Thursday, August 18, 2011

Public Failure

I've been watching America's Got Talent, or AGT for short, for a couple of seasons.  Each year contestants compete for $1,000,000 and a chance to headline a show in Las Vegas.  After a couple rounds of performing before the judges, the last 48 contestants compete for a chance to be on of 24 acts in the final rounds.  For these rounds it is the American public that votes via phone or text.  The acts perform before a studio audience and the show is broadcast live to the nation.

The "talent" varies considerably from people dressed like elves to dancers, magicians, singers, and child acts.  One act this season is "The Kinetic King" aka Tim Fort.  Tim creates chain-reaction structures from pop-sickle sticks and other items to create entertaining displays similar to domino layouts that you may have seen others setup and perform.

At last night's performance, when the Kinetic King was introduced, he initiated the structure that he had spent two days creating.  The reaction didn't start.  Tim tried again to trigger the reaction.  After just a few inches the reaction stopped again.  Tim tried several times to start the reaction before giving up and announcing that it wasn't going to work.  His explanation is that humidity affected the wooden pop-sickles causing the pieces of wood to stick together.

Remember that last night's show was live.  Even though he handled it well on stage and in front of the audience, I'm sure the Kinetic King was embarrassed and upset. 

Think about a time you may have been embarrassed.  It really doesn't matter whether it is in front of family, friends, or in public.  It doesn't feel good.  The good news is that people will usually move on to something else and the effects of your embarrassment will only be temporary.  The best thing to do is try to avoid reacting, acknowledge the situation, and move on.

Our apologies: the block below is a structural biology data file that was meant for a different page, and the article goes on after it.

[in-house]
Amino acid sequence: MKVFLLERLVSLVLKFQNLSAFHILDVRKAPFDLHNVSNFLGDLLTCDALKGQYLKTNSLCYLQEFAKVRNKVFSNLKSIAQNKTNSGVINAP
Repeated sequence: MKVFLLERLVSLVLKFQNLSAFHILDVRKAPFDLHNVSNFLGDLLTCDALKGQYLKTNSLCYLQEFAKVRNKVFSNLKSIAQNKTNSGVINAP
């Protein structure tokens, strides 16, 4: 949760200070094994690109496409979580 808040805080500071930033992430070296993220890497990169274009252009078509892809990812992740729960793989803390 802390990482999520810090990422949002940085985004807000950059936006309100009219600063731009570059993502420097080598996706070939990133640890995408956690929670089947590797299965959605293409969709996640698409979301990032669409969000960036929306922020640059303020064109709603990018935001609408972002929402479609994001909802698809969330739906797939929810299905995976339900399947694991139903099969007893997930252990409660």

Thursday, August 4, 2011


Today I watched the movie Aliens on Netflix.  The sequel to Alien, Aliens is set about 60 years into the future from the time when Aliens occurred.  Aliens begins with the main character, Ellen Ripley, played by Sigourney Weaver, awakening from a medically-induced inter-space coma meant to ease the long travel burdens when traveling to distant galaxies.  Carter Burke, played by Paul Reiser, is one of the first characters to speak with Ripley and tells her that many things have changed in 60 years.

One of those things is that the planet where Ripley successfully battled the alien in the first movie is now a colonized planet with over 70 families living there.  At first, no one believes Ripley's story about her alien encounter, but soon contact is lost with the people currently on the planet.  Burke, who is a representative of "the company" asks Ripley to act as an adviser and accompany a marine expedition to the planet .  Though hesitant at first, Ripley agrees only if the company and Burke agree to kill any extra terrestrials encountered rather than bringing specimens back for research.

Despite his promises, once aliens are encountered - and even after several characters are killed and turned into hosts for the alien hatchlings - Burke attempts to convince Ripley that two of the aliens that remain  alive in research containers should be returned to earth for bio-weapons research.  This would mean millions of dollars that Ripley and Burke could split.  Ripley refuses and further adventures ensue.  If you haven't seen Aliens - and like suspenseful movies - and have an opportunity to watch this classic movie, you will be entertained.

Greed has always been a popular plot in movies and probably always will be.  Aliens is a good reminder that, even in the face of seemingly insurmountable odds and clear danger, some people will try to take advantage of the situation for personal gain at the loss of others.

The desire to be successful, no matter how you define success, is worthy, however not at the expense of others.  If you are honest with others about why you are contributing to a project or working in a certain area, they will be accept your honesty.  Problems usually arise when you present one motive to others and conceal another personal motive. 

What happens is movies is one thing:  how you live real life is another.  Be open and honest in your communication with others.  If your only reason for being involved in a project is personal gain, people may not like it, but they will accept your honesty.